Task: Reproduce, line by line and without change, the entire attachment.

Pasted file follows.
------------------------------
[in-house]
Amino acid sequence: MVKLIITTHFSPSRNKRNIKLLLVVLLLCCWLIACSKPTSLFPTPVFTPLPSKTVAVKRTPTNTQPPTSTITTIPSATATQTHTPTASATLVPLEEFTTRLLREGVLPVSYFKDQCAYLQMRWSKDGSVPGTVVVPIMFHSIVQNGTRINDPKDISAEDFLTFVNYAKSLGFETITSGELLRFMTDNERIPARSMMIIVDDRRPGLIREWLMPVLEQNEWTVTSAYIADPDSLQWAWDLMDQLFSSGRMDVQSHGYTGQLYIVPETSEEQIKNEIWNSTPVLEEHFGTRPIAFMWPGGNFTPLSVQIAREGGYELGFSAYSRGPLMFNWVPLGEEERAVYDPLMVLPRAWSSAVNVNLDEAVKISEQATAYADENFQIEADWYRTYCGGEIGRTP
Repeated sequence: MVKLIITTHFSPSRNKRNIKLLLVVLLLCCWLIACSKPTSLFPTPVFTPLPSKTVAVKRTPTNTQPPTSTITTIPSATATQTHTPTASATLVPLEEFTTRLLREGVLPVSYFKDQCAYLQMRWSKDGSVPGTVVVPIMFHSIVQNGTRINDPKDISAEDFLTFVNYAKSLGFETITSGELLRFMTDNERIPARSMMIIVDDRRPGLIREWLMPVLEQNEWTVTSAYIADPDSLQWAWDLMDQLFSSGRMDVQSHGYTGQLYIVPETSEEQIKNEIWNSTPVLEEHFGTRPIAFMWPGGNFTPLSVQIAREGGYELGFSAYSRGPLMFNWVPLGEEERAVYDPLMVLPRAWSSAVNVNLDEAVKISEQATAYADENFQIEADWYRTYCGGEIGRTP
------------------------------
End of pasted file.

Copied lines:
[in-house]
Amino acid sequence: MVKLIITTHFSPSRNKRNIKLLLVVLLLCCWLIACSKPTSLFPTPVFTPLPSKTVAVKRTPTNTQPPTSTITTIPSATATQTHTPTASATLVPLEEFTTRLLREGVLPVSYFKDQCAYLQMRWSKDGSVPGTVVVPIMFHSIVQNGTRINDPKDISAEDFLTFVNYAKSLGFETITSGELLRFMTDNERIPARSMMIIVDDRRPGLIREWLMPVLEQNEWTVTSAYIADPDSLQWAWDLMDQLFSSGRMDVQSHGYTGQLYIVPETSEEQIKNEIWNSTPVLEEHFGTRPIAFMWPGGNFTPLSVQIAREGGYELGFSAYSRGPLMFNWVPLGEEERAVYDPLMVLPRAWSSAVNVNLDEAVKISEQATAYADENFQIEADWYRTYCGGEIGRTP
Repeated sequence: MVKLIITTHFSPSRNKRNIKLLLVVLLLCCWLIACSKPTSLFPTPVFTPLPSKTVAVKRTPTNTQPPTSTITTIPSATATQTHTPTASATLVPLEEFTTRLLREGVLPVSYFKDQCAYLQMRWSKDGSVPGTVVVPIMFHSIVQNGTRINDPKDISAEDFLTFVNYAKSLGFETITSGELLRFMTDNERIPARSMMIIVDDRRPGLIREWLMPVLEQNEWTVTSAYIADPDSLQWAWDLMDQLFSSGRMDVQSHGYTGQLYIVPETSEEQIKNEIWNSTPVLEEHFGTRPIAFMWPGGNFTPLSVQIAREGGYELGFSAYSRGPLMFNWVPLGEEERAVYDPLMVLPRAWSSAVNVNLDEAVKISEQATAYADENFQIEADWYRTYCGGEIGRTP